I’d expect Saturday to be a busy time in a small town, but that wasn’t the case when we stopped by West Concord, Minnesota, on our way to Rochester from Nerstrand Big Woods State Park.
Perhaps this has not always been the case. The mural painted on the side of Wescon Lanes (the local bowling alley, which is closed over the summer) portrays the city with streets filled with 1950s era cars, although oddly devoid of people.
Maybe it’s a hazy memory from the past or maybe it’s a reference to the summer Hogs and Hot Rods motorcycle and car event. Whatever the case may be, both cars and people were in short supply when we came through town at the end of May.
(I like the way Main Street ends at the grain elevator.)
I didn’t check the liquor store (housed in the historic City Hall), but none of the other businesses were open. Although some looked as though they may not have been open in a long time, there were plenty of benches available should customers suddenly appear!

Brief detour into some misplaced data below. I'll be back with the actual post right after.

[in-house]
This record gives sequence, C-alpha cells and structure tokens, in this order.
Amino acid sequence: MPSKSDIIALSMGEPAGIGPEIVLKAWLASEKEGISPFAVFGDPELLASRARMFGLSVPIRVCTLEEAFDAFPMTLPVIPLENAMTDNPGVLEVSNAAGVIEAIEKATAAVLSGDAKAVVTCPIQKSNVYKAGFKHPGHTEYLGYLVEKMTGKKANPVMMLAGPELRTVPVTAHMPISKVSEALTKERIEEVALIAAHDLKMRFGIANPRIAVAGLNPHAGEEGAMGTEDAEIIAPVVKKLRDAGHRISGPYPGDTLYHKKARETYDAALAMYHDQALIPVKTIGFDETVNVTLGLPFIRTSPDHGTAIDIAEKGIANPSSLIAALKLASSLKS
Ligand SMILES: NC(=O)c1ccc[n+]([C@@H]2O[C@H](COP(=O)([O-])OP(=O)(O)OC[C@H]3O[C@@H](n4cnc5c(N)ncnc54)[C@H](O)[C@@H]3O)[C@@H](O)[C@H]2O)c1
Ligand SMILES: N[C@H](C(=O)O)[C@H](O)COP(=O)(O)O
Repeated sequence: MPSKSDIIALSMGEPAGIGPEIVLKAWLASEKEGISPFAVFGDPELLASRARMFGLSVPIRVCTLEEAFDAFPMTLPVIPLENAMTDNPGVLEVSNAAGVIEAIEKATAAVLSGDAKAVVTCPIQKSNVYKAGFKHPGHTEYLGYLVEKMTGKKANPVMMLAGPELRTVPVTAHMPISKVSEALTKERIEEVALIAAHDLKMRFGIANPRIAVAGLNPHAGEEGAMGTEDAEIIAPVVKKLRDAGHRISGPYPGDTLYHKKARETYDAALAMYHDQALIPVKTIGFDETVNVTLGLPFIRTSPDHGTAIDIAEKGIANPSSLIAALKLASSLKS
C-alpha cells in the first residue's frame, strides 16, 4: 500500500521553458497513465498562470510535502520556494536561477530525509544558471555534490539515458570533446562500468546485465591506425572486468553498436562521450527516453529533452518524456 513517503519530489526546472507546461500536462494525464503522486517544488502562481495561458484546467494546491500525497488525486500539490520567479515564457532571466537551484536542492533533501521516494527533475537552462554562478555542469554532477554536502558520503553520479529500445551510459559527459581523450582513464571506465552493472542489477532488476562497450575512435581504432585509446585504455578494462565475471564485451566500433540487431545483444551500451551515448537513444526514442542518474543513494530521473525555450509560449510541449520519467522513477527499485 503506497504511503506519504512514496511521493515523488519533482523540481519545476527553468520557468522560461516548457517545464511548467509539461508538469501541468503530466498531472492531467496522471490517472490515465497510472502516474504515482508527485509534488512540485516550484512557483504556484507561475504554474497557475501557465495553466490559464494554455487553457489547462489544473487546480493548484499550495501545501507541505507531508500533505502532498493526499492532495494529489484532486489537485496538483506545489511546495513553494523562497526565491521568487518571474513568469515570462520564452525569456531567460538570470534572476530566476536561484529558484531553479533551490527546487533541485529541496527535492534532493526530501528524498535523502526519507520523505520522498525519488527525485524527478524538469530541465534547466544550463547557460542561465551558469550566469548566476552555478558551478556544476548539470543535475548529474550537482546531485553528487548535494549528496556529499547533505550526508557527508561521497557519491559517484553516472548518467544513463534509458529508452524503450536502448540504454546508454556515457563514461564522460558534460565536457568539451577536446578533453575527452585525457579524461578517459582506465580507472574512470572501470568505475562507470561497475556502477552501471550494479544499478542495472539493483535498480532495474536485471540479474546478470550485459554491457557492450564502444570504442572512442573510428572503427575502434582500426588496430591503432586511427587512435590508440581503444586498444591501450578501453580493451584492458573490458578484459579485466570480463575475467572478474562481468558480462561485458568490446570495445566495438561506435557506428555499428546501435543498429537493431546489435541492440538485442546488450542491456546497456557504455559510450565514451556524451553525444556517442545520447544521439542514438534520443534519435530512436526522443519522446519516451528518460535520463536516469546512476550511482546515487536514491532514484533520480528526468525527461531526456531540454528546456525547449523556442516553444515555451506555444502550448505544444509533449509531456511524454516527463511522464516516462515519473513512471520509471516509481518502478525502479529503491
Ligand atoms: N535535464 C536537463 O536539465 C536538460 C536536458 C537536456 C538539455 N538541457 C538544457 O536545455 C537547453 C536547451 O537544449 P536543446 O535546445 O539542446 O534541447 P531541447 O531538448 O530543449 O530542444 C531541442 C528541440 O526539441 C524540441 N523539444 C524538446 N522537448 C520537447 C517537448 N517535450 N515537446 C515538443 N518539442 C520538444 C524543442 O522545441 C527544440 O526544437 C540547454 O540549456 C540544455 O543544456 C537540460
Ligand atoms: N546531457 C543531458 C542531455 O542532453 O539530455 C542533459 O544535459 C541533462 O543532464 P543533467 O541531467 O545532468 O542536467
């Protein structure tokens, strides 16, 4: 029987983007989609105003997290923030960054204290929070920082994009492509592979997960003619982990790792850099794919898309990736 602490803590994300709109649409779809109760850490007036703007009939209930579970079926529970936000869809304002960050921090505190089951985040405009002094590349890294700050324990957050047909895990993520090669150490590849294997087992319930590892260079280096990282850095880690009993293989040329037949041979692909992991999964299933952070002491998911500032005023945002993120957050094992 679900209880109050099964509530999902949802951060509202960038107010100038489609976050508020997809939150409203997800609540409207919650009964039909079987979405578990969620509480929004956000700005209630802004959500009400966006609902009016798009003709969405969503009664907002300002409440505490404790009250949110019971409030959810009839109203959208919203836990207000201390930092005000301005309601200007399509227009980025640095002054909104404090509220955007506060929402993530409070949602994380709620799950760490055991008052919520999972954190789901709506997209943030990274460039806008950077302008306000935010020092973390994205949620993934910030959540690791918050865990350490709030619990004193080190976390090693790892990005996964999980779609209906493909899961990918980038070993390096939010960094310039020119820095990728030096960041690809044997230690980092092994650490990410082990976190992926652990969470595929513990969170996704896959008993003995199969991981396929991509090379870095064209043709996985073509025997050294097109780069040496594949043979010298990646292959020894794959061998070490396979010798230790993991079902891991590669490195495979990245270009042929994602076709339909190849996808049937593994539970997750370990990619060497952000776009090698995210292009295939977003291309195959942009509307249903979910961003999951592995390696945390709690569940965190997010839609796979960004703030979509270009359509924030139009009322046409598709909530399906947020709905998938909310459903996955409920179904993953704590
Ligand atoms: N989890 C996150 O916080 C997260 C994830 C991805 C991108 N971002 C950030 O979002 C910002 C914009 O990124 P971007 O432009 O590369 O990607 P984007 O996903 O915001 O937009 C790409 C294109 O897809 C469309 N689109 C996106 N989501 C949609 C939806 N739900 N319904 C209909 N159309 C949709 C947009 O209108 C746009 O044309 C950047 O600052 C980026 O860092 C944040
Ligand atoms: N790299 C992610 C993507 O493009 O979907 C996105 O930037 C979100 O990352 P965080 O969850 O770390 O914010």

Shoulder surgery seems like a good reason to be closed, but I was disappointed that I couldn’t take a closer look at the fascinating collection of merchandise inside Woody’s Auto Literature and More.
I was equally disappointed to find that the historic Methodist Church wasn’t open either.
I wonder if the interior has the same simple elegance as the exterior.
Despite the dearth of activity I found on a random Saturday afternoon in spring, West Concord appears to be an active and engaged community with its own local festivals, bowling teams, and beauty princesses. There is even a large history museum (closed on Saturday afternoons) located in the old school. Still, there is no place to get a bite to eat on a Saturday afternoon.
If you are interested in learning more about West Concord, Minnesota Prairie Roots has a series of posts on the town and, particularly, the museum.
All Minnesota posts